Even though this breed is wonderful with children, the Wire Fox Terrier will react if it is being bothered or pestered. As well, this dog is quick to bark at any new sight or sound, which makes it a good watch dog. But overall, the Wire Fox Terrier makes a loyal, affectionate family pet.

Health
  The average life span of the Wire Fox Terrier is 12 to 15 years. Breed health concerns may include cataracts, congenital deafness, distichiasis, pulmonic stenosis, insulinoma, glaucoma, Legg-Calve-Perthes disease, shoulder luxation, mast cell tumors, cerebellar malformation, epilepsy, corneal ulceration, lens luxation, progressive retinal atrophy, ectopic ureters, congenital idiopathic megaesophagus and skin allergies.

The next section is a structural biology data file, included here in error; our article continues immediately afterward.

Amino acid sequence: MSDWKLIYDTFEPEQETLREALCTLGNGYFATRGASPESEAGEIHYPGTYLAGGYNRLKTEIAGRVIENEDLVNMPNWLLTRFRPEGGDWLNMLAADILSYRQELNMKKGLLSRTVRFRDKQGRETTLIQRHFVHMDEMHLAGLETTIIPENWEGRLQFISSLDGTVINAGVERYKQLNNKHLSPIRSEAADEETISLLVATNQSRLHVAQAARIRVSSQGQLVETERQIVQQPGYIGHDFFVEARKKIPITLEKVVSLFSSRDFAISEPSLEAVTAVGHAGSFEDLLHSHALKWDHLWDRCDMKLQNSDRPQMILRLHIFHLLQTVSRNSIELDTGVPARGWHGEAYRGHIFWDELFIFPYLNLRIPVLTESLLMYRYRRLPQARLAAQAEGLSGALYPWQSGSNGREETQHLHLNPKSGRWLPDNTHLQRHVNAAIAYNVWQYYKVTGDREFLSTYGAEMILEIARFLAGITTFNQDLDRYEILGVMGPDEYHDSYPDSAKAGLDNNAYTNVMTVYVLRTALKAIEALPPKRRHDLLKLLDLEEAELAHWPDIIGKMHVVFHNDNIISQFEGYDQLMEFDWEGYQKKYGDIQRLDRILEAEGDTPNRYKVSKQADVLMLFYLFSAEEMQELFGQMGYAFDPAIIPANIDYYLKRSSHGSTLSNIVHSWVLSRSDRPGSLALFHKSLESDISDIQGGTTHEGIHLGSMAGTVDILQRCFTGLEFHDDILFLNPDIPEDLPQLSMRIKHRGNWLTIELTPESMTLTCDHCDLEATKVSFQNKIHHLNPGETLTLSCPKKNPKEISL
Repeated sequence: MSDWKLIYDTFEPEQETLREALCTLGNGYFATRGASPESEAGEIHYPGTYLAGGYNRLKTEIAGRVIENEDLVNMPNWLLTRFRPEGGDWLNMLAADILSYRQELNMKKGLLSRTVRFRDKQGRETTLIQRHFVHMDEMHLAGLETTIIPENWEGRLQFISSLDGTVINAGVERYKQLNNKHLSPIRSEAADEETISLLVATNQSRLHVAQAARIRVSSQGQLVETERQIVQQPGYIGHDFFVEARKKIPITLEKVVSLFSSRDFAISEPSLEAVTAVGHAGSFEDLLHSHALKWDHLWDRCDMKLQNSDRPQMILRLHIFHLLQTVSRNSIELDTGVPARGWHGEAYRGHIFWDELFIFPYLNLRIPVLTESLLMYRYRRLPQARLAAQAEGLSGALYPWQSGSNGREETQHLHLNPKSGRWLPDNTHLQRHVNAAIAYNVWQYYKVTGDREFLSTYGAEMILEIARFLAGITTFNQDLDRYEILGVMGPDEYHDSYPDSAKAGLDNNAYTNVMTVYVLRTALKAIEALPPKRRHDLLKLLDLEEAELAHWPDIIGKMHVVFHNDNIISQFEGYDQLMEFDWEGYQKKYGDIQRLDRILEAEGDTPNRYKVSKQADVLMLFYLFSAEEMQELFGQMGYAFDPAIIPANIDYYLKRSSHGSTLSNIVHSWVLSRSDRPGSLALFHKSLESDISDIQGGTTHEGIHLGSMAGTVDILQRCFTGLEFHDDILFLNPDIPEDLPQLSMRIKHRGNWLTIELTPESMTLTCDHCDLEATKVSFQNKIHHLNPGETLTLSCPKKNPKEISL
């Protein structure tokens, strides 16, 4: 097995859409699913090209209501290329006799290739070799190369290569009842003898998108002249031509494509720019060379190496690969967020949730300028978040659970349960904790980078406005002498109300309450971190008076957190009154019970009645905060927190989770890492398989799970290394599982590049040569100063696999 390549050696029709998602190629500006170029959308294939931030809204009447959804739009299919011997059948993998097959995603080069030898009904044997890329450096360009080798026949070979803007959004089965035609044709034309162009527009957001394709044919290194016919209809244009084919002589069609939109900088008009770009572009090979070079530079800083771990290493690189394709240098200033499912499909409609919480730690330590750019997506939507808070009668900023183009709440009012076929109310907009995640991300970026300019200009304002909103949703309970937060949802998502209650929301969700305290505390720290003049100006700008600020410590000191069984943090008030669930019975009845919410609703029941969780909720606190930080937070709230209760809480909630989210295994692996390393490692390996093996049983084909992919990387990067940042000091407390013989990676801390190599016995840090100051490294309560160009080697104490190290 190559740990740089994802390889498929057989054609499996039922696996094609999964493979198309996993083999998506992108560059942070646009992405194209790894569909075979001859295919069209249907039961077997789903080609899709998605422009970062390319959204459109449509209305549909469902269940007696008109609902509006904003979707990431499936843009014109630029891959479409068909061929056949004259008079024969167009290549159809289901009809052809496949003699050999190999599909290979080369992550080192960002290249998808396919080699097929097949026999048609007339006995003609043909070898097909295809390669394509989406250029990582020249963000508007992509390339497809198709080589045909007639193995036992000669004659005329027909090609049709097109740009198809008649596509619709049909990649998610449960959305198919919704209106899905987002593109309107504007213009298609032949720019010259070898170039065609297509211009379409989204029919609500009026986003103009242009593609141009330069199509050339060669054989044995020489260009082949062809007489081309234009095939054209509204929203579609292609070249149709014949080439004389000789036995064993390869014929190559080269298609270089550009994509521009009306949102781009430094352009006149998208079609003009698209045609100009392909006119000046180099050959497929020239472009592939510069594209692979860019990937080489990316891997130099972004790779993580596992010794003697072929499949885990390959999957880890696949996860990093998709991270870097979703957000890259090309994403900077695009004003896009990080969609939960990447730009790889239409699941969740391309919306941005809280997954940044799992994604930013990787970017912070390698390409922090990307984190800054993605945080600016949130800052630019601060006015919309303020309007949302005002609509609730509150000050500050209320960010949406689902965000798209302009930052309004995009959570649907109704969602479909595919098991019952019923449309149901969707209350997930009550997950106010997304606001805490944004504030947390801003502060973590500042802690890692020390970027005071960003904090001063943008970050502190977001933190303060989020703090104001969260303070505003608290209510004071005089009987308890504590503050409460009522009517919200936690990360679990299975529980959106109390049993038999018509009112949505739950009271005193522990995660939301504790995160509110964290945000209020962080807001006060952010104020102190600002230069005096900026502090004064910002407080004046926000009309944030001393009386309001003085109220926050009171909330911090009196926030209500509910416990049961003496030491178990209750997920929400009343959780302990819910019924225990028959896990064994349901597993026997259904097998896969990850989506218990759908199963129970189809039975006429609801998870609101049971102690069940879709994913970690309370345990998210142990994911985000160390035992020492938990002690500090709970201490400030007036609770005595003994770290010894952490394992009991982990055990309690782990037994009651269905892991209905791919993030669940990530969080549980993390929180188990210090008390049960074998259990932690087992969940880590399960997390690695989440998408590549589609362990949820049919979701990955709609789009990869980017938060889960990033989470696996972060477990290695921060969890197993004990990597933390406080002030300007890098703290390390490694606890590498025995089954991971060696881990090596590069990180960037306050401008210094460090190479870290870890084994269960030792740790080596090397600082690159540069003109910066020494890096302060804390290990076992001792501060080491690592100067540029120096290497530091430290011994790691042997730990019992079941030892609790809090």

Care
  Daily exercise in the form of a vigorous game, a good on-leash walk, or an off-leash outing in a secure area is a must for the Fox Terrier. When given room, however, the Fox Terrier can exercise on its own. It does well indoors with access to a secure yard, but can live outside in temperate or warm climates.
  The dog’s coat requires combing every week, and shaping once every three months. Pets are shaped by clipping, but for show dogs stripping is effective. This is because clipping tends to make the color of the coat dull and also softens it. In addition, Wire Fox Terrier puppies may require ear shaping techniques to retain proper shape as adults.

Living Conditions
  The Wire Fox Terrier will do okay in an apartment if it is sufficiently exercised. It is very active indoors and will do okay without a yard.

Training